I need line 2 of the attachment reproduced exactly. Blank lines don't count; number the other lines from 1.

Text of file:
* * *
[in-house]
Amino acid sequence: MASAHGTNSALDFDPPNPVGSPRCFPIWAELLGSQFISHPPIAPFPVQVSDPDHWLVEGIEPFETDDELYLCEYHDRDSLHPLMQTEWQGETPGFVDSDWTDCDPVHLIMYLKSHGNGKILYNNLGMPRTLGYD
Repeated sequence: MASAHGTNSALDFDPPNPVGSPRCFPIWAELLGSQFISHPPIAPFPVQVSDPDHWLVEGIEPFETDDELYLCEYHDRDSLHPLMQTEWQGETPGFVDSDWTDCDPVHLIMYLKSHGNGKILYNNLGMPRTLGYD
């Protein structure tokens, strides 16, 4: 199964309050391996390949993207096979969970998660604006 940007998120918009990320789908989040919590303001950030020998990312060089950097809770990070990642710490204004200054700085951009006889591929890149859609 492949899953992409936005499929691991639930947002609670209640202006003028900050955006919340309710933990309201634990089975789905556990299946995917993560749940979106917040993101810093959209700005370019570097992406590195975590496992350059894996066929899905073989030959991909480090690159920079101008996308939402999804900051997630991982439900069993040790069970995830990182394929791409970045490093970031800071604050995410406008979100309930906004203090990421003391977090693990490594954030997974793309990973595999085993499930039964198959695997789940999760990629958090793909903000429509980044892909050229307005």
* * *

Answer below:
Amino acid sequence: MASAHGTNSALDFDPPNPVGSPRCFPIWAELLGSQFISHPPIAPFPVQVSDPDHWLVEGIEPFETDDELYLCEYHDRDSLHPLMQTEWQGETPGFVDSDWTDCDPVHLIMYLKSHGNGKILYNNLGMPRTLGYD